As the government grapples with yet another spike in onion prices, experts have suggested a number of measures, including building a buffer stock for lean months and promoting the use of the dried crop.
“Price volatility would always be there for an agricultural commodity if it is not processed,” Ashok Gulati, chairman, CACP told FE. Gulati said that by building buffer stocks and promoting use of packaged, dried onion during the lean months, farmers' income could be augmented.
At present, of the total annual production of more than 16.6 million tonne, only about 2 lakh tonne is processed, mostly for exports.
A farm ministry official said that supply is restricted during July-September as the chunk of produce is grown during the October-March period, which includes late kharif and rabi.
“There is ample scope for processing onion, which will deal with supply constraints to an extent,” said Anil Jain, MD, Jain Irrigation, which exports dried onion.
Meanwhile, agriculture minister Sharad Pawar has called a meeting of all states’ agriculture secretaries on Friday to deal with the spike in prices, which have risen to as high as R90 a kg in many cities.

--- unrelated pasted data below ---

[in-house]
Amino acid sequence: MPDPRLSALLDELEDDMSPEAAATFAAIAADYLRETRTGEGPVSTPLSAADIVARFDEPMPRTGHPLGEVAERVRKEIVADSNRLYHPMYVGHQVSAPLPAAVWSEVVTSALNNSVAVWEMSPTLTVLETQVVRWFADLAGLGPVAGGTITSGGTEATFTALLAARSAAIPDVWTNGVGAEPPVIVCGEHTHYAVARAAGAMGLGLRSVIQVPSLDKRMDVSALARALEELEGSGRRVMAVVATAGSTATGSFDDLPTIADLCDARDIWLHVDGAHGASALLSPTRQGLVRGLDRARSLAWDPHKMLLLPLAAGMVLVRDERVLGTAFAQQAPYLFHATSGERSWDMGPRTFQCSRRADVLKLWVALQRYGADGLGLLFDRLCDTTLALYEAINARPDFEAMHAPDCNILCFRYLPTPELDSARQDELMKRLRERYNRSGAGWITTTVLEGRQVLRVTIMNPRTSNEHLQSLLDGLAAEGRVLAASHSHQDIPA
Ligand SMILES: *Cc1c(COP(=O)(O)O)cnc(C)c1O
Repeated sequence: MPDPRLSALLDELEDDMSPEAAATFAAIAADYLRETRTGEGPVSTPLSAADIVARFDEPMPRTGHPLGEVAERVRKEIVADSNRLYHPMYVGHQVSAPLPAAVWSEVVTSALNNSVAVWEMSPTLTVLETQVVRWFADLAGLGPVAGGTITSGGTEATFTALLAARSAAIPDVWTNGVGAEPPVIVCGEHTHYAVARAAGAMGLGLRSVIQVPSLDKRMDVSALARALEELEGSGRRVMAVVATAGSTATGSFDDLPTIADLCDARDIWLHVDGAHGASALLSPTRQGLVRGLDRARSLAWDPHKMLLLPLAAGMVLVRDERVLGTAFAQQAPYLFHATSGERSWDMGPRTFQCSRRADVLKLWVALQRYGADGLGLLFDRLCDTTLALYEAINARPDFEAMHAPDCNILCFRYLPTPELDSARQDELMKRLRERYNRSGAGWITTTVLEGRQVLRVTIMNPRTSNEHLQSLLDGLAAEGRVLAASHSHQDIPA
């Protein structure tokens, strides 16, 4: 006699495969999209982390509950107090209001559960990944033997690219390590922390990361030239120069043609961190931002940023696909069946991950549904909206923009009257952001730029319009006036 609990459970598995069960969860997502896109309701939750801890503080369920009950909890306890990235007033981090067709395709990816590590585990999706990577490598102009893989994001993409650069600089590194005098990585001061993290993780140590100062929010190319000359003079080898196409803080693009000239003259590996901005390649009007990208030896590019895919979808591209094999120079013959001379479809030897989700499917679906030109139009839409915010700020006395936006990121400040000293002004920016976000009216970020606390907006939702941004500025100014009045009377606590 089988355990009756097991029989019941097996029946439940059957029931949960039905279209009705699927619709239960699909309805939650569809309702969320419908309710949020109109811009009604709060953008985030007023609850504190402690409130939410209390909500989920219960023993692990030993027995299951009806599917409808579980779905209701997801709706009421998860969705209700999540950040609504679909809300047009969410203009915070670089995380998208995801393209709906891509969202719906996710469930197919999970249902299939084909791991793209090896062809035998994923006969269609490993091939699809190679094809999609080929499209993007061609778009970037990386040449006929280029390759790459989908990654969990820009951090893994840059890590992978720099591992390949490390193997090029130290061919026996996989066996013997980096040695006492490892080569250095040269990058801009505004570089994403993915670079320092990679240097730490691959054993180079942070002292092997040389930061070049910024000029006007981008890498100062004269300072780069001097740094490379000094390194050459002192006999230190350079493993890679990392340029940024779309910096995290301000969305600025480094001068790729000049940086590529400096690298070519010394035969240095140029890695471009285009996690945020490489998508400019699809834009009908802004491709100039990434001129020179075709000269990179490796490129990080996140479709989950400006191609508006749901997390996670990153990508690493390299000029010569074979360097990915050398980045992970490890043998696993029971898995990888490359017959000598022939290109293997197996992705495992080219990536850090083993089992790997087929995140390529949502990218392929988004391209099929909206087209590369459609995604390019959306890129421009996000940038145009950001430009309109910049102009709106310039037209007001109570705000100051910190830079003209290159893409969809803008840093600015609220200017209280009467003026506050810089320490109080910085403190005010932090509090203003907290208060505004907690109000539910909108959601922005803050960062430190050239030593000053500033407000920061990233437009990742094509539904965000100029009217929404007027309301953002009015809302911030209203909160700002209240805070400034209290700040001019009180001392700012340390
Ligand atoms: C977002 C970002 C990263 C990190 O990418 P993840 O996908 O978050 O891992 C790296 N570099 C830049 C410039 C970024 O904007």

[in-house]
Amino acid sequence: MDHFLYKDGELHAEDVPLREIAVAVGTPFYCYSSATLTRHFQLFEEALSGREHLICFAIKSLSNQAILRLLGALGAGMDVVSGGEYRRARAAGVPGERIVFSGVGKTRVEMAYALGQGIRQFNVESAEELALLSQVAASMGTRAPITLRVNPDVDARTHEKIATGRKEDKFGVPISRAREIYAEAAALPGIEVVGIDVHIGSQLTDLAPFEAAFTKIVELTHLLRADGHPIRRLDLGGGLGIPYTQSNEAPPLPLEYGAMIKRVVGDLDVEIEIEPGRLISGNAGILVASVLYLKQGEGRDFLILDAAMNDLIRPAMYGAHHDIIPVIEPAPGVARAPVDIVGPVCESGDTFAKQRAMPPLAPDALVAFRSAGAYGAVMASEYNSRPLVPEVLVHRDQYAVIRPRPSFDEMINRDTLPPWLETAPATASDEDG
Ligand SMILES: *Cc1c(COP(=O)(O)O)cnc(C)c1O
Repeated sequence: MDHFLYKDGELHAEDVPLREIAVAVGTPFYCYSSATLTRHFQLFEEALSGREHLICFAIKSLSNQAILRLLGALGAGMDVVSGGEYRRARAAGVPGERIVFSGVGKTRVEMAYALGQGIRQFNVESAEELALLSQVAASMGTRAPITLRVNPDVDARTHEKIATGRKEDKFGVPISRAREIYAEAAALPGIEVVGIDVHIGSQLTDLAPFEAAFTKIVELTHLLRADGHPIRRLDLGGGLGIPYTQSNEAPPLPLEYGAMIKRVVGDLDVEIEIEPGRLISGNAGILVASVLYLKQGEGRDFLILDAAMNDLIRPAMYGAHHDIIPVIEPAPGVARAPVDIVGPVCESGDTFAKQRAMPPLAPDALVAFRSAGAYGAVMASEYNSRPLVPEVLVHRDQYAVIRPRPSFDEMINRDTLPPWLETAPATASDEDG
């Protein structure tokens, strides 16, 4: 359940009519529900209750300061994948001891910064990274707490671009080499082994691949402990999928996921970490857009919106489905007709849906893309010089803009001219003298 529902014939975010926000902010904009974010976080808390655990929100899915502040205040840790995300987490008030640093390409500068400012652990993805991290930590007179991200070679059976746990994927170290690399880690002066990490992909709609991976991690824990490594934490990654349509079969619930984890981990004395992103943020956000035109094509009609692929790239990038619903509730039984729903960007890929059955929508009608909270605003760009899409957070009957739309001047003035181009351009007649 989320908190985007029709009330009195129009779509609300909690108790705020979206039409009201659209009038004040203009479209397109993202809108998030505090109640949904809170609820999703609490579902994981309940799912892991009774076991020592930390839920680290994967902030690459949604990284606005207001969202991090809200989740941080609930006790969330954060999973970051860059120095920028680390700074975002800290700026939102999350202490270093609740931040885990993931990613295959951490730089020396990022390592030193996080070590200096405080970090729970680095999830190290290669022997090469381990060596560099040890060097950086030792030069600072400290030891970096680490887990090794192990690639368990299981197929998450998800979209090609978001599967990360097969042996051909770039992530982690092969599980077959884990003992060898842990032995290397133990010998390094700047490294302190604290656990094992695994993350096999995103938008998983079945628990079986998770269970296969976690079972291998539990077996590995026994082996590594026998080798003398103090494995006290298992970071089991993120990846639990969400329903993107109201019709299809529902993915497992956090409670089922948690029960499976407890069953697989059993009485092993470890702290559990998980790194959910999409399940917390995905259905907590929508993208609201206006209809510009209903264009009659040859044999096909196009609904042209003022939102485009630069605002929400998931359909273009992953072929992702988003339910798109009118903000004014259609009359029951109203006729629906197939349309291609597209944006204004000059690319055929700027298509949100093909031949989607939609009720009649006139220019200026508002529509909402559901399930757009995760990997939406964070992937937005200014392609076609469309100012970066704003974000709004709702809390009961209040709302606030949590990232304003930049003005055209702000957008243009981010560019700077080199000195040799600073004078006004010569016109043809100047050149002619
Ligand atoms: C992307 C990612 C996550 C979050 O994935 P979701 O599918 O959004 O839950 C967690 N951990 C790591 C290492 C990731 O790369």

Onion prices rose sharply again on Monday to R80-90 per kg, up about 30% from the R60-per-kg level of last week. Traders attributed the increase in onion prices to supply constraints from producing states, especially Maharashtra, Gujarat, Karnataka and Andhra Pradesh.
Nasik-based National Horticultural Research and Development Foundation (NHDRF) in a report said: “harvesting of kharif onion in Karnataka, Andhra Pradesh and Tamil Nadu is in full swing and the crop is coming to the markets in Bangalore, Hubli, Hassan, Dhavengere, Bijapur and Belgaum in Karnataka and Kunool and Hyderabad in Andhra Pradesh,”.
“The harvesting of kharif onion has also started in Maharashtra, Gujarat, Rajasthan and Madhya Pradesh, but the arrivals are lower and expected to increase from the end of October onwards,” the NHDRF report noted.
Agriculture minister Pawar ruled out the possibility of traders exporting onion to other countries where prices are less than India.
"Nobody is exporting because in other countries the price is somewhere near $500 dollars and, in India, it is $900. So, in such a situation, there are no exports," he noted. Pawar urged the chief ministers of all states to invoke the Essential Commodities Act against hoarders.
To improve supplies in the domestic market, co-operative major Nafed on Wednesday floated a tender for import of the bulb from Pakistan, Iran, China